Have you had any major problems with word processors, or do you write every new draft by hand? Either way I’d love to hear from you in the comments.

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46 thoughts on “Scrivener Review: Is It The Best Book Writing Software?”

  1. I LOVE Scrivener!

    I wouldn’t know what to do without it. I have been using it for about a year and half and I’ve never regretted the purchase. I can’t imagine going back to using a linear program like Word or Pages.(The creative part of me get’s edgy and difficult when I try to make it move in a straight line.:)

    If you are the type of writer who can sit down and write a novel from beginning to end because the story just pours out of you like a faucet, you may not need Scrivener.

    But if you like to skip around in your timeline, develop back stories for your characters, track your pacing, change the sequence of your scenes, keep track of research for some technical element in your storyline, single out one particular character and pull up all their scenes to check for inconsistencies, (there are so many options I can’t begin to list them all) You will love Scrivener!

    It takes a little while to learn how to customize it but it is time well spent.

    Bonus: It’s great for organizing other projects too, anything from Christmas lists to weddings : )

  2. Does scriviner allow for real time collaborative writing. I write my books with another person and now we use google docs, but it is very limited in many ways.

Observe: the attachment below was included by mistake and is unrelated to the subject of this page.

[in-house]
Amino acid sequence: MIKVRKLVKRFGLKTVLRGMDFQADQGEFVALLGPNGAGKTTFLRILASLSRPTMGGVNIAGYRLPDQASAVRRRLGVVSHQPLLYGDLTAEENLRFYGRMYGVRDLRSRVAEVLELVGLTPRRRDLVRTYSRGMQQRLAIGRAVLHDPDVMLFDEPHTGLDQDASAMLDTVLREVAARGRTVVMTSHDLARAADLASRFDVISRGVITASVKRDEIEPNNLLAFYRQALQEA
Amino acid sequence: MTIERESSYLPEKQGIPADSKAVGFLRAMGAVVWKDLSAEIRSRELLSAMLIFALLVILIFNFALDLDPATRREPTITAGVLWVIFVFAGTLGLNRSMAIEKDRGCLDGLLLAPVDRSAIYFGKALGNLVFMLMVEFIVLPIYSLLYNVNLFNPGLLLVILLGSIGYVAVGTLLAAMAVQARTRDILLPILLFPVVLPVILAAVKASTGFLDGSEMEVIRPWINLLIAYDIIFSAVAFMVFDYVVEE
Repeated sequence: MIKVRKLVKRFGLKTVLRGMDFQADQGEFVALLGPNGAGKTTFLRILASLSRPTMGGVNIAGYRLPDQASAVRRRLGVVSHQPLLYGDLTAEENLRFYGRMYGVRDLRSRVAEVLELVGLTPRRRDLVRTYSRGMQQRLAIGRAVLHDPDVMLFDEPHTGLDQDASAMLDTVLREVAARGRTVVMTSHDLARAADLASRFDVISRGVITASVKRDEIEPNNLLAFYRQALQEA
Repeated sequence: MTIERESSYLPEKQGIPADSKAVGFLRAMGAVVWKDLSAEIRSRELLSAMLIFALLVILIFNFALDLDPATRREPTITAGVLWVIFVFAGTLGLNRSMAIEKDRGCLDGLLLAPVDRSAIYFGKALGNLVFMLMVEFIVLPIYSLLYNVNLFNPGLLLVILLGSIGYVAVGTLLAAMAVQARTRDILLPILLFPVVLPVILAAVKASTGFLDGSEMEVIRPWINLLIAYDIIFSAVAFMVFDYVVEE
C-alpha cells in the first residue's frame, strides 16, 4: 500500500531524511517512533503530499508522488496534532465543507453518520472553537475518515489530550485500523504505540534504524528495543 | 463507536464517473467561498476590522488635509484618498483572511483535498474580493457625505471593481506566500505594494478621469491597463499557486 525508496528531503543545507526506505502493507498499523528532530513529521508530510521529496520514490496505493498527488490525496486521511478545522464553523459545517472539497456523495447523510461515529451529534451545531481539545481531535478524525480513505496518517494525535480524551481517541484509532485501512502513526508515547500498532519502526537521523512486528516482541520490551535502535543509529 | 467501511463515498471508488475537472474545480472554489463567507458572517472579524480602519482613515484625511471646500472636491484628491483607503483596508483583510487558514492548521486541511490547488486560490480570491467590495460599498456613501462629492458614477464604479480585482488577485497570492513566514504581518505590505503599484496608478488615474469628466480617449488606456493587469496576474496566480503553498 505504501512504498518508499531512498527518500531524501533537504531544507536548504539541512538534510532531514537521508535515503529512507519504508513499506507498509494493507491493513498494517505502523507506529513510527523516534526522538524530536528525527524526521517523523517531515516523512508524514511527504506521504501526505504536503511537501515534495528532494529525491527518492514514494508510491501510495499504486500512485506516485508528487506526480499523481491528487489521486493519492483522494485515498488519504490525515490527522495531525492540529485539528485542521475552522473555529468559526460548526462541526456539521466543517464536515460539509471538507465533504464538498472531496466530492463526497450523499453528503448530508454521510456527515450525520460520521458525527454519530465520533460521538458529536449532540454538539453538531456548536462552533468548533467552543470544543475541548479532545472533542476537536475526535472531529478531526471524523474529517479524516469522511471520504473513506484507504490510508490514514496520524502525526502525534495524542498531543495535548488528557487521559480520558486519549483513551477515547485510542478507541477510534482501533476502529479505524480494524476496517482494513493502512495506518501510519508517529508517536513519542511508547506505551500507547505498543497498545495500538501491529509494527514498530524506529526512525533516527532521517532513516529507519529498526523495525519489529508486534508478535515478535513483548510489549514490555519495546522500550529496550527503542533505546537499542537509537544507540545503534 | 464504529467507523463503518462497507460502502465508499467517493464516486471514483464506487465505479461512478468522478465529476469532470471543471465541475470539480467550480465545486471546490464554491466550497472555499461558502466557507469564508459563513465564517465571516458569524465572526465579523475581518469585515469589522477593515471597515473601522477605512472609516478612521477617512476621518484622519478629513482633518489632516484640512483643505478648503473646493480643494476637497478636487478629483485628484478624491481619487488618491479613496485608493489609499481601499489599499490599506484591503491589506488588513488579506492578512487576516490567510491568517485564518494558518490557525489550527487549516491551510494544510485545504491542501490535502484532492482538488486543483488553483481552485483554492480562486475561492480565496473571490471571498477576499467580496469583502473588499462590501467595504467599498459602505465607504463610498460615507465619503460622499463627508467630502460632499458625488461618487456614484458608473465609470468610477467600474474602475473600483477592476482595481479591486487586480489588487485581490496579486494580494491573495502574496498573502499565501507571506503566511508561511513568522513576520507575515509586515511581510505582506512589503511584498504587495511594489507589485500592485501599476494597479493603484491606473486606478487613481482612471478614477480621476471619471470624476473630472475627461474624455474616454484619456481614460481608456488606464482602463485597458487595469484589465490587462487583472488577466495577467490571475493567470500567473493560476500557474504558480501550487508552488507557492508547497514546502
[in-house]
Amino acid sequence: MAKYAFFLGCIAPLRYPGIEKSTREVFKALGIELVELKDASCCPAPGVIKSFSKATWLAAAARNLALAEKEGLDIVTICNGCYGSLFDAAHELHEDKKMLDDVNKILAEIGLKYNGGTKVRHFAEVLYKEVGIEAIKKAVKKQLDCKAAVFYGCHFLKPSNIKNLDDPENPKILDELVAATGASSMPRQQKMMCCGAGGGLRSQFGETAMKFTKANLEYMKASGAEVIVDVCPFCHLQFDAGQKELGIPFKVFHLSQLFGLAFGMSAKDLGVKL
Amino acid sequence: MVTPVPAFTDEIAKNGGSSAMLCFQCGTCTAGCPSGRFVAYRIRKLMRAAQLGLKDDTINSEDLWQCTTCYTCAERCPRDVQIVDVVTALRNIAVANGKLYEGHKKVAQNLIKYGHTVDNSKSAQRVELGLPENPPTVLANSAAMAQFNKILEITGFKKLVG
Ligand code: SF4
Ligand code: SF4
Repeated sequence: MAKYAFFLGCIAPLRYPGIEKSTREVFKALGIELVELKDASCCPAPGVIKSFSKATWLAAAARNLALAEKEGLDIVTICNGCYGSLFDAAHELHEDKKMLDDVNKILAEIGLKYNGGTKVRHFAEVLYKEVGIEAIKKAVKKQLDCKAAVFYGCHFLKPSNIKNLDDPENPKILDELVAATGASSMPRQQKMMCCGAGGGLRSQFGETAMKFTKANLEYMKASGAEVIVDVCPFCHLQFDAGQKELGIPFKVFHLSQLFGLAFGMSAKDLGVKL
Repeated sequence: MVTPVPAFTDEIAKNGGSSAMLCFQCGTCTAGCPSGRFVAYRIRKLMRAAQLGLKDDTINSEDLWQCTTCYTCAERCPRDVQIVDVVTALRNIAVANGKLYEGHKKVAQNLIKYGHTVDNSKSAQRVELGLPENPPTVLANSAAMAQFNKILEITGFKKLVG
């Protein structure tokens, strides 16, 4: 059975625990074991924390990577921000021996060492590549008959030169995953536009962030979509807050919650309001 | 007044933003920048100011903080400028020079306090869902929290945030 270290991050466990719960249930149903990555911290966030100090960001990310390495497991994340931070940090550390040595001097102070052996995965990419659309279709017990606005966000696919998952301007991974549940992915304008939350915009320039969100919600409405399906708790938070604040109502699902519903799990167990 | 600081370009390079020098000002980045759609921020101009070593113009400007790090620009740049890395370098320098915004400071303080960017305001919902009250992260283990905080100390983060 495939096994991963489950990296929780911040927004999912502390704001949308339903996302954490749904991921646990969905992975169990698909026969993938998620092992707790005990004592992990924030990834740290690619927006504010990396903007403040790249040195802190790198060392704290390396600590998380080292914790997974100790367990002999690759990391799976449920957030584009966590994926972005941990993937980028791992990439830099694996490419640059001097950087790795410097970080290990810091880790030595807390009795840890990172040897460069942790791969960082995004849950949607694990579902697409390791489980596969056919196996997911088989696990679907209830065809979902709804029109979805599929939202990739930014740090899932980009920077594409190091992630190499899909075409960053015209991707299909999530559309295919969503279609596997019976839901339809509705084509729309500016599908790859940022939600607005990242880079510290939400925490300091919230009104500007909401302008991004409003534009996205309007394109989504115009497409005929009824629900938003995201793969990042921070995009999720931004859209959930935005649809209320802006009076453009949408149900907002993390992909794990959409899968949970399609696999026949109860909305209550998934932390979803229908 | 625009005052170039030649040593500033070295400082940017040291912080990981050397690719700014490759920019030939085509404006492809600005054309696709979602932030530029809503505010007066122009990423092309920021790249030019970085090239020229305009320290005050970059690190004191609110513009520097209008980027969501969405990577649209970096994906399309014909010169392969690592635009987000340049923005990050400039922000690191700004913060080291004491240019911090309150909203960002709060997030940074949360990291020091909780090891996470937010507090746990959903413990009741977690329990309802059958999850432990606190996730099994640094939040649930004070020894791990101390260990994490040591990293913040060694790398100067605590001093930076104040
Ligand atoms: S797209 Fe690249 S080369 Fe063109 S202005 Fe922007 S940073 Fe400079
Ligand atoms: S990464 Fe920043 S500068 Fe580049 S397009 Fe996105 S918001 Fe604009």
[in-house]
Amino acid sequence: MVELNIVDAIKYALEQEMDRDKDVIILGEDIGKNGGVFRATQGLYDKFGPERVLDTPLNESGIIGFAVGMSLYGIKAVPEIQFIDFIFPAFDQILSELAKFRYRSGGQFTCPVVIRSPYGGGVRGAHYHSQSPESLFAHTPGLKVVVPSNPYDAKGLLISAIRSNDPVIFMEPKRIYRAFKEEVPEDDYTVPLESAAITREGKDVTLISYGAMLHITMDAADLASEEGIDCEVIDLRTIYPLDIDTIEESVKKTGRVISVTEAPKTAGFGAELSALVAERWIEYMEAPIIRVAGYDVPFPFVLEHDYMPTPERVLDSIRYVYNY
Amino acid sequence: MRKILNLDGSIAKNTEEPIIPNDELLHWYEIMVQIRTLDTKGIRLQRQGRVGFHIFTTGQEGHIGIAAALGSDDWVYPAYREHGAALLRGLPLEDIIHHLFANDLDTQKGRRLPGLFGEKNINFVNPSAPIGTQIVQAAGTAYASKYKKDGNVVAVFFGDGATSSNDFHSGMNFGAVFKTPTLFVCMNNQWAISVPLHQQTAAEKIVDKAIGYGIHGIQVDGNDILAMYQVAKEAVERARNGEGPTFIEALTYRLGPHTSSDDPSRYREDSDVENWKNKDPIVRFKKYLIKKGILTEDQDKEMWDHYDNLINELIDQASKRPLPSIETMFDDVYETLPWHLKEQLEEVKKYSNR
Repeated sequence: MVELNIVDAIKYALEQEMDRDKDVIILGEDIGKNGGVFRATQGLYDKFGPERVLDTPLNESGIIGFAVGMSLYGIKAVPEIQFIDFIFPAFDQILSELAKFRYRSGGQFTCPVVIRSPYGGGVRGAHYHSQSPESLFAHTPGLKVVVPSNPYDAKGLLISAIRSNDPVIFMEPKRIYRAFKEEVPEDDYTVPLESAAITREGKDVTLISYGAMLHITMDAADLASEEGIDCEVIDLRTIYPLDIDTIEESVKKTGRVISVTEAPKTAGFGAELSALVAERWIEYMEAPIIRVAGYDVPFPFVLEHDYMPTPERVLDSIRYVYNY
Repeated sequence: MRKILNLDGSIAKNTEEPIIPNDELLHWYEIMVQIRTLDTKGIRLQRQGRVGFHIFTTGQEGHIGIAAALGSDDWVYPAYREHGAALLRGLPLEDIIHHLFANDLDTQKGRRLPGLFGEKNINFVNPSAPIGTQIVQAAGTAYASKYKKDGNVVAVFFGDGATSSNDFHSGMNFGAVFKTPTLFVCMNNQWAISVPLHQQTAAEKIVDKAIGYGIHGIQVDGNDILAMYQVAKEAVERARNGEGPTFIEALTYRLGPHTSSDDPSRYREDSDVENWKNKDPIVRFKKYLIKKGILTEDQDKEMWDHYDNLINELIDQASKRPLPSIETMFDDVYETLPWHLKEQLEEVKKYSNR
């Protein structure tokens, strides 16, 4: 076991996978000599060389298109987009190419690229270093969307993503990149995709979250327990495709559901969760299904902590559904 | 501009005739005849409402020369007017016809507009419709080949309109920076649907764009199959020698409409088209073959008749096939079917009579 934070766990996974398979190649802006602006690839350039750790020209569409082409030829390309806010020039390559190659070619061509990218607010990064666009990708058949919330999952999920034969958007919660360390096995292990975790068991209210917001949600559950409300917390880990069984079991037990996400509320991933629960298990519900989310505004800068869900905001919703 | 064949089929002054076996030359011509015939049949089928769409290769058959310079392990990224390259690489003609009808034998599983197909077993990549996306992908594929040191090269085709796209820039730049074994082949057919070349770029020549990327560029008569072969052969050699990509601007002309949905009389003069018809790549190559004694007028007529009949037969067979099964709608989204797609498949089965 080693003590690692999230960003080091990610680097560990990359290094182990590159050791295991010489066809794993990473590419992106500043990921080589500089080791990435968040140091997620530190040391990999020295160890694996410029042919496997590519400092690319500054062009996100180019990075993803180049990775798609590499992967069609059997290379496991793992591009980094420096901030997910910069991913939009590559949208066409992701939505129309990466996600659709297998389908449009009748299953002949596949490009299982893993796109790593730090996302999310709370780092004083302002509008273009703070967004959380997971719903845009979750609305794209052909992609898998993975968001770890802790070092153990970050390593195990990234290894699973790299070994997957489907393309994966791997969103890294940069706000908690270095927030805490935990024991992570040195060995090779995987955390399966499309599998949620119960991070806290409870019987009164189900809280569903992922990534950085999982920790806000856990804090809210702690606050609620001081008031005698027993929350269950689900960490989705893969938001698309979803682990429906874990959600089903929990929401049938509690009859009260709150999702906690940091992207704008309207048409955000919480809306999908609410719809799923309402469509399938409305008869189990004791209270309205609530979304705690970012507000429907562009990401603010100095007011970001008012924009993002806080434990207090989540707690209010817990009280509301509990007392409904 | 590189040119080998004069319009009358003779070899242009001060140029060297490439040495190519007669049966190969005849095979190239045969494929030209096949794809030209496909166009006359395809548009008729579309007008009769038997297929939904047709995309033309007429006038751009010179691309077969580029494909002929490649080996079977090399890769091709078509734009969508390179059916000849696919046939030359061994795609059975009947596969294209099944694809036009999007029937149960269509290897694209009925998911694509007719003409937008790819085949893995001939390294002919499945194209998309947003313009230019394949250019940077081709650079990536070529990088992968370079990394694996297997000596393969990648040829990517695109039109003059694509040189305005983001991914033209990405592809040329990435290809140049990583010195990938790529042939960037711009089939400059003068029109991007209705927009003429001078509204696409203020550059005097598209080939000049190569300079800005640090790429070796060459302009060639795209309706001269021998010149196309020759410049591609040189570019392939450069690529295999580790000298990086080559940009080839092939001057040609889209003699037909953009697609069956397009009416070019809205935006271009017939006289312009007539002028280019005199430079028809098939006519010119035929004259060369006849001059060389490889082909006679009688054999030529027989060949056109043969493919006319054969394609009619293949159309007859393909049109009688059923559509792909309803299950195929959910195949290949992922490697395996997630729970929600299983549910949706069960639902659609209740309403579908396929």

Thanks for the blog

    1. Hi Jon, (apologies for the delayed response, I’ve only just seen this) Scrivener isn’t really designed for real time collaborative writing, you’d have to use an additional tool for the collaboration side of things.

  3. Hi Alexander,
    Firstly, thanks a lot for putting together the Scrivener Review which, by the way, it’s totally new for me. I finished writing my second book (the first one is children’s novel that never was published before).
    My latest work is an specialised reading material for Health & Fitness professionals. Apart from the text, it includes tons of photos, charts and some basic graphics. As this book is the result of 2 years of research and many hours of dedication, I really need to get it right while organising the publishing process. My idea is to subdivide each chapter as a educational training package. So, here are a couple of questions :
    • Is Scrivener the best option to organise my book for publishing purposes?
    • As a Mac user, is it the best alternative? If not, what would suggest?
    I would highly appreciate your expert opinion.

    1. Hi Will,
      Thanks for taking the time to read the review.

      Scrivener is a great tool at any stage of the writing process and I use it regularly, as a Mac user, to write all sorts of things from books to blog posts. I get the most use out of it when I use it for research and writing but there’s no reason you couldn’t use it to finalize your layout and structure.

      In your case where you have already written the book you could import the text and then divide it into chapters or any other kind of structure. You are then able to move these sections around, reorder them or view certain sections together. You can also use the virtual cork board to get an overview of all sections in one place, complete with color-coded labels and summaries.

      Their landing page gives you a pretty good idea of what is possible.

      1. Hey, Alexander
        Thanks a lot for your quick response.
        The info provided in their “Landing Page” is definitely very handy.
        It’s exactly what I need to organise, insert and edit over 600 pages of personal thoughts, references and graphic support.
        In fact, i just placed my order.